It’s worth noting at this point that I was no longer noticing the sore spot in my left leg at all. My left hamstring felt tight, but there wasn’t any soreness where my hamstring met my pelvis.  Either it was genuinely feeling better than in any of my other recent runs, or I was running hard enough to completely tune out the discomfort.

Every lap, I recomputed the pace I needed to break four hours.  With seven laps to go, it was 10:30.  With three laps to go, it was 11:20.  With two laps to go, it was 12.  I was still determined to keep all my remaining lap times under 10.

Besides the marathon, there was also a marathon relay.  Late in the race, I saw a young girl on a relay team running with her father.  Just as I was about to pass them, a friend of theirs took a picture.  As I passed, I told them they just got photobombed by a cheetah, and I asked if that was OK.

In a point-to-point race, the early miles go by quickly, and the later ones seem to last forever.  When every mile is the same, you start to get a good feel for where you are in the loop.  That familiarity can give you a better sense that you’re making progress.  I actually thought the last few miles felt shorter.

After finishing my 24th lap, I reached the spotters and held up two fingers.  The guy on my right said, “I also have you at two laps to go.”  That puzzled me.  He was correct that I had two laps to go, but I was holding up two fingers because that’s the signal for Gatorade.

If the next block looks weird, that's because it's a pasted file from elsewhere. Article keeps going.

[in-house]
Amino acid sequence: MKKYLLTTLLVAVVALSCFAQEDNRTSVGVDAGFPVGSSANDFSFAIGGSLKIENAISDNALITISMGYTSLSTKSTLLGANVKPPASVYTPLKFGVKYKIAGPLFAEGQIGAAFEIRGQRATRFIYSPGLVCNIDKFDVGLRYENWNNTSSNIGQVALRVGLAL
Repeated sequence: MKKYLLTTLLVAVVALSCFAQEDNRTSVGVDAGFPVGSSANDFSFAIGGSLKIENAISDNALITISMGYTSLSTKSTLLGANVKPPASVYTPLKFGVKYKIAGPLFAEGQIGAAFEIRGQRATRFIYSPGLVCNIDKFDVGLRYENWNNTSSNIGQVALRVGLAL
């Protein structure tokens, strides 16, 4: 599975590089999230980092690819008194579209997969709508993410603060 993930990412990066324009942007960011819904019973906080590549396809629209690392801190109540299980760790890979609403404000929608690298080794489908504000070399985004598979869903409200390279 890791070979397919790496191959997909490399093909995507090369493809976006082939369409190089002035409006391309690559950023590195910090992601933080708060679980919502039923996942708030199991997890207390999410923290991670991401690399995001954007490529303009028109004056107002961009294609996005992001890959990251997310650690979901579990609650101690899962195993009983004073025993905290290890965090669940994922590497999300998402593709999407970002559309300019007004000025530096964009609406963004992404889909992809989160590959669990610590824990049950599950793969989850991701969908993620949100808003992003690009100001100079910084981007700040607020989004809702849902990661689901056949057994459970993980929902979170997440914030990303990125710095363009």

With one lap to go, the same guy said, “Last lap.”  That answered a question that had been on my mind.  I’m pretty good at keeping track of my lap count.  Most runners use GPS watches.  What about other “old school” runners who don’t use GPS, but also aren’t good at keeping track of their lap count?  26 is a lot of laps.  The race volunteers were keeping tabs on us and let everyone know when they were starting their last lap.

I was going to break four hours by a wide margin, but I still wanted to break 10 minutes in that last lap.  I was picking up my pace.  Then I reached the plywood.  I fell again!  This time there was absolutely no doubt in my mind.  I didn’t catch a seam.  My foot landed squarely in the middle of a board, but it stuck like Velcro again.  There must have been something about how my foot struck that made me susceptible to that.